I simply had to comment out the offending functions, and my blog works again, plug-ins, theme and all.

So it would seem that the code that keeps WordPress.org running, is malleable after all, so that I was able to restore order within my files.

Dirk

(Edit : ) I suppose that for the next few hours or days, the readers might notice that the blog engine is rather sluggish. This is due to the fact that I needed to clear my cache. But clearing the cache on this server would have been necessary anyway. I had the whole maneuver planned out so carefully – To put the blog into maintenance mode, to clear the cache, to change a directory permission, to apply the update, to re-owner the folders, and to deactivate maintenance mode…

Such a shame the the code did not play nice this time.

This affected the blog from about 21h30 until 22h45.

## An Oddity which greets me, When I Log In to my Blog Each Morning

One of the facts which I have written about at length, is that I take the somewhat unconventional approach, of hosting my own site, on my own server at home.

And while my site has different parts to it, one important part to it is this ‘WordPress.org’ blog.

One of the facts which I have learned about WordPress.org, is that it serves requested pages using PHP Scripts, that run synchronously. Thus, if the script was to stall in its effort to return a value – a quantity of HTML – then the user / client could be staring at a browser, with a spinning wheel that says it is waiting for the page to be fetched – for quite a long time.

But I am still quite comfortable in the idea, that this only affects my blog in unimportant ways. For example, if the blog-engine is looking specifically for updates to any of its plug-ins, then it is waiting for the site of every plug-in author, to report back to it, whether one plug-in has an update pending.

Since my instance of WordPress.org has about 20 plug-ins installed, the probability that one plug-in author could not be responding, is not equal to zero. Yet, the PHP Script that is looking for any updates, is still running synchronously.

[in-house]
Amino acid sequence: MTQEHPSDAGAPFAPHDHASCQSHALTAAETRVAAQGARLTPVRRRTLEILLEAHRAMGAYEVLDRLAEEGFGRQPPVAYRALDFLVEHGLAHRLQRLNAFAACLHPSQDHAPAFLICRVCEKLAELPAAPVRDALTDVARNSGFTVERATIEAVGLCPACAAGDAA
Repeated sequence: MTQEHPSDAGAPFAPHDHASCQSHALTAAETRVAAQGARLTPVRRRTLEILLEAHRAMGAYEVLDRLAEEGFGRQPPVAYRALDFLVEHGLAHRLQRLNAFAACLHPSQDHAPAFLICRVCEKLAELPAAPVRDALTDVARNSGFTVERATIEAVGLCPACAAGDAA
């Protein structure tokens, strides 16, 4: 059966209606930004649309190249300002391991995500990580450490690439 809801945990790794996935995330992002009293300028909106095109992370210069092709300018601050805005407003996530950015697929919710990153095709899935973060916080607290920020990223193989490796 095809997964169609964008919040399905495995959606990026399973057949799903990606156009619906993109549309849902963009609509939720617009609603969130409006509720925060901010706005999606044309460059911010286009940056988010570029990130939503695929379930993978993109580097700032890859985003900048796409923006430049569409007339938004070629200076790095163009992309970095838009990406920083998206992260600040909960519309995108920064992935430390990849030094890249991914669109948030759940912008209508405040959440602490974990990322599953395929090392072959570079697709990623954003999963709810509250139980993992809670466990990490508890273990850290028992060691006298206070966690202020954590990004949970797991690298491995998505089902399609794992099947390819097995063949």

What some people might think, is that in such a situation, all they would need to do is contact the same site again, from the same browser, and thus force a new thread to serve them. But this is actually in error, because my Apache server is set up, to delegate one session, to one Apache sub-process. Thus, my server will recognize, in this case, that the IP address connecting is ‘127.0.0.1’, and it will send further requests for the page, back to the same sub-process, which was given the task to serve one session. This server is session-aware and optimized to be so.

Also, when I want to look at my WordPress.org Dashboard, the first time I do so in the morning, the server thread responsible for ‘127.0.0.1’ also includes a new search for plug-in updates. So I can sometimes wait for a while. After that, all my access-requests to my Administrative Dashboard, become fast as easy again.

I am confident that this mainly affects my ability to fetch certain pages as the Administrative Identity, and that this has not yet affected clients / browsers, who simply want a page of my blog served out. If it was to affect them, there would be a more-serious problem for me to address.

If this has affected You, I recommend you tell me about it, by leaving a Comment.

Dirk